John Bogle’s New Book: “Don’t Count on It!: Reflections on Investment Illusions, Capitalism, ‘Mutual’ Funds, Indexing, Entrepreneurship, Idealism and Heroes”

By on January 2, 2011

Amazon features a Q & A with John Bogle regarding his new book:

In Don’t Count on It, you discuss how we deceive ourselves, particularly with numbers. Can you describe what you consider to be the absolute worst illusion investors fall prey to?

The most damaging illusion for investors is their belief that they capture the stock market’s return. For example, if the stock market provides an annual return of 7%, we know that the average investor’s return will fall short of that by the amount of fees they pay. Those fees amount to about 2.5% annually for the typical investor, so their net return is down to 4.5%. Taxes might knock another 1% off of that, reducing the investor’s annual return to 3.5% — just half of the market’s return. If you compound those figures over 50 years, $1 grows by $4.60 at 3.5%, and by $28.50 at 7%. In other words, the investor’s cumulative return is less than 20% of the market’s return. That’s an enormous gap; one that can easily mean the difference between achieving one’s long-term financial goals and falling well short of them.

If you could change just one thing about the practice of capitalism today, what would it be, and why is it the most important?

The biggest problem with capitalism today is our tremendous focus on the short-term. Institutional investors–who own 70% of our corporations–are predominantly concerned with whether or not the quarterly earnings of the companies they own will meet the stock market’s expectations. As a result, our corporate managers move heaven and earth to try to meet those targets, so as to keep their firm’s stock price high and maximize their stock-based compensation. But building corporate value over the long-term is hard; there are no quick or easy shortcuts. And as the past decade has demonstrated, decisions made to boost earnings and stock prices in the short-term tend to end up destroying shareholder value over the long-term. The sooner we can realign our focus from the short-term to the long-term, the better for all concerned.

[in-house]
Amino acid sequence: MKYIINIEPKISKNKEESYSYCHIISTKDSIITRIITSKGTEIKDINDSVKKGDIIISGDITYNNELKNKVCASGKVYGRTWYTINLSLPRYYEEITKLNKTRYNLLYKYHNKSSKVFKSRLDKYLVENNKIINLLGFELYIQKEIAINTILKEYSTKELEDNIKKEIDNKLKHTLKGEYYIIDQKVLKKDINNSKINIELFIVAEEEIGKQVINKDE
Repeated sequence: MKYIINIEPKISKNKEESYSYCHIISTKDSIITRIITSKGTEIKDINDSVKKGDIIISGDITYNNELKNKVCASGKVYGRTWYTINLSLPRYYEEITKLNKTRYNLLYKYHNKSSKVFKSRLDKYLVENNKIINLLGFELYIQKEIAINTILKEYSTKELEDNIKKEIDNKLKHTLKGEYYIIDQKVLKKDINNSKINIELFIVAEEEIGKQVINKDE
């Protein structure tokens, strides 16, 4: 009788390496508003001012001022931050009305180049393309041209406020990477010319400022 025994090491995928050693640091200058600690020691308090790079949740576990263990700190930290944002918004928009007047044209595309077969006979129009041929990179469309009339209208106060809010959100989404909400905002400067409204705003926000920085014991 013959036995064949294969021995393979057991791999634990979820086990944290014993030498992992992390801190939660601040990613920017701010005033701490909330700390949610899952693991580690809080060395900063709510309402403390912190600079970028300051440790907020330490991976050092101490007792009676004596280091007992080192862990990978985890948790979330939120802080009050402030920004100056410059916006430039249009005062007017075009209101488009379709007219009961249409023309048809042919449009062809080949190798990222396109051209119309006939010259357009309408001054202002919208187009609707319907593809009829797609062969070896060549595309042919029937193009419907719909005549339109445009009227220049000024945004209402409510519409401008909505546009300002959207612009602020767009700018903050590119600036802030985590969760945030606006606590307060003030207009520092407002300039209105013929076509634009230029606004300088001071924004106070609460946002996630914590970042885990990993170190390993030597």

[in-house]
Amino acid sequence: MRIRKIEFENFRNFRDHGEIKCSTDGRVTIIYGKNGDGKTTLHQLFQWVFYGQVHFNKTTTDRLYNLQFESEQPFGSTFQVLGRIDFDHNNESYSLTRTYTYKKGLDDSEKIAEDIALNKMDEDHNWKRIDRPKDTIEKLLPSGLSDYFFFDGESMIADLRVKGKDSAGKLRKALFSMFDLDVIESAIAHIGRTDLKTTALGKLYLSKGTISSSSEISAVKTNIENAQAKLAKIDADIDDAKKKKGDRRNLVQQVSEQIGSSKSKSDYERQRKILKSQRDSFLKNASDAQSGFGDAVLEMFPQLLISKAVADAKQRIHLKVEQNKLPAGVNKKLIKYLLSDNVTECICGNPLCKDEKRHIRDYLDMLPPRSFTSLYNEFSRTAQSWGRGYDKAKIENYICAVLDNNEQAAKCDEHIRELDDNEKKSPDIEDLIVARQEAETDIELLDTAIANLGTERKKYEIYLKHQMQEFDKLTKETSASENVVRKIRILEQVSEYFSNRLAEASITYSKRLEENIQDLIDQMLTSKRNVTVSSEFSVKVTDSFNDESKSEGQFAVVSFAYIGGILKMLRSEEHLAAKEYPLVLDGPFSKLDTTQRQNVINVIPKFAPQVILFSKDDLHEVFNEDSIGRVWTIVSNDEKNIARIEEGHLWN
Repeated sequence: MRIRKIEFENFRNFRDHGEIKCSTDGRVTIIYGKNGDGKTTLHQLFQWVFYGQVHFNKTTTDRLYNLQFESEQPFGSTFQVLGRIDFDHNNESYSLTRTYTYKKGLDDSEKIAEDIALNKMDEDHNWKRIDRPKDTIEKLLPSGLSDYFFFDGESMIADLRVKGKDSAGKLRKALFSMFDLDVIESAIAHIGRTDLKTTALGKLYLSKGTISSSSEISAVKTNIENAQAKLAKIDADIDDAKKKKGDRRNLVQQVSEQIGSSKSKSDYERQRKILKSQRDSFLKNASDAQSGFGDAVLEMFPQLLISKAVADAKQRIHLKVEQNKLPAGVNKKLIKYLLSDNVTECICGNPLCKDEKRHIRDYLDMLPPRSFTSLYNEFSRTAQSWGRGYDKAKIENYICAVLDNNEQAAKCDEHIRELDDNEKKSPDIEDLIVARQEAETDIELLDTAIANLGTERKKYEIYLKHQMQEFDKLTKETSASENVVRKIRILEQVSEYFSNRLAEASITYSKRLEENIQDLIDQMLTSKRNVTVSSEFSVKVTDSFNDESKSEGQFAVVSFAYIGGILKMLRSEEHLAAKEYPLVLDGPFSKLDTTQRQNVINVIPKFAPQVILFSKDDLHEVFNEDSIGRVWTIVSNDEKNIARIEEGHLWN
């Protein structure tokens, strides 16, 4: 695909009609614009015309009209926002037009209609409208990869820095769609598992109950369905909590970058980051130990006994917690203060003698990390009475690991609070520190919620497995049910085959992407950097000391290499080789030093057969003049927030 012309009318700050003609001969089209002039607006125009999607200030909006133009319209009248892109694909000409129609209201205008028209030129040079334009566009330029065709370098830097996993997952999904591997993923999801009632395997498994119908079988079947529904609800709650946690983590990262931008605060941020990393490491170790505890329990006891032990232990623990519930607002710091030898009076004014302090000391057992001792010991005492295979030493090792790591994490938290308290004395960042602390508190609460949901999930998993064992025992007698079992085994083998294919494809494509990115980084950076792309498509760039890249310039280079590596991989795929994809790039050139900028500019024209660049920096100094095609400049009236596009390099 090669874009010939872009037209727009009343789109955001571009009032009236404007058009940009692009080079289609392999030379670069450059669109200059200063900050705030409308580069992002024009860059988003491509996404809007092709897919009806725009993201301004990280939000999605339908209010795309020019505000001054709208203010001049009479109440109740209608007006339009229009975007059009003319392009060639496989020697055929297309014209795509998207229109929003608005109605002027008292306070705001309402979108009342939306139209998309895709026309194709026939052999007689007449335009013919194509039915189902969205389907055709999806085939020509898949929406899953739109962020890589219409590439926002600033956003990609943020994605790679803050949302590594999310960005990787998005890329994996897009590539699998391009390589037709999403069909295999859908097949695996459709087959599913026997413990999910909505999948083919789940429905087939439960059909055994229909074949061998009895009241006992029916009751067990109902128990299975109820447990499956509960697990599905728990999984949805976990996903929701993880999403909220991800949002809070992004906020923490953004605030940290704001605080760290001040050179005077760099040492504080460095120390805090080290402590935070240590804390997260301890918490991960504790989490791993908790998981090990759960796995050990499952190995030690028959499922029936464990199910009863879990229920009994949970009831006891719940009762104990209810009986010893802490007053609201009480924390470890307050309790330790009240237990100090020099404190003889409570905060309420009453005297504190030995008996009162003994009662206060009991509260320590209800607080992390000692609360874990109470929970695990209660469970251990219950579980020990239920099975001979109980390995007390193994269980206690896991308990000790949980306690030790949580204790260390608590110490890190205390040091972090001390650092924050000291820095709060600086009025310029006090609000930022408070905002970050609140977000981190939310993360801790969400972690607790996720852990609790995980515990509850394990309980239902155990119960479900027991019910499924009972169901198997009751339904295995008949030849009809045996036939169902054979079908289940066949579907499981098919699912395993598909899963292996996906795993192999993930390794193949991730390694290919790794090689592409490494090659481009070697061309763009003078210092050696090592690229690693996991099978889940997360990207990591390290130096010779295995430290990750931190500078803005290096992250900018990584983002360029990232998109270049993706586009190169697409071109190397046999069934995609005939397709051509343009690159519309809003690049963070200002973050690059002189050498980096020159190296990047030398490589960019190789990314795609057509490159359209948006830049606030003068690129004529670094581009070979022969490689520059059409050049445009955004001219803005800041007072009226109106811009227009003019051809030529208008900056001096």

What do you think about ETFs?

I like some; I am appalled by others. Specifically, I favor low cost ETFs that are focused on broadly diversified portfolios of stocks and bonds that investors can hold for a lifetime. These ETFs should provide investors with their fair share of whatever the returns our financial markets will provide. That’s a winner’s game.

On the other hand, I’m not happy with ETFs–the vast majority–that exist to enable investors to speculate, to play their hunches on which country or market sector will outperform or underperform over the short term. The turnover rates are enormous, holding periods are measured in mere days, and costs are far higher than those levied by broad market ETFs. That kind of speculation is a loser’s game. So I believe that ETFs have the potential to play a significant role in the portfolios of long-term investors. Unfortunately, to this point their use seems to be dominated by those engaged in far more destructive investment approaches.

You talk about inspiring the next generation of leaders and your mentors in Don’t Count on It. What did your mentors have in common that you think is the most important trait in inspiring young people today? In other words, how can each of us be better mentors?

I think at the most basic level, my mentors were good people; men of strong character who loved their work. They realized that the work they did made a difference in people’s lives, and they did that work with a great deal of ability, pride, and professionalism. They woke up every day and tried their best to make the world a little bit better. That’s what I took away from the relationships I had with my mentors, and the extent that I’ve been able to emulate them, I think, explains a great deal of what I’ve been able to accomplish in my own career.

My views on mentoring have a lot in common with the themes of Don’t Count on It. That is, these relationships are largely built upon trust, and attempts to quantify them are doomed to failure. Mentoring, in my mind, is less about helping someone fill out a checklist of accomplishments, and much more about passing along the immeasurable qualities one needs to be successful in their field –character, professionalism, honesty, intellectual curiosity, even humor. If you possess sufficient amounts of those characteristics, you’re likely to be successful in whatever field you work in.

Source:  Amazon


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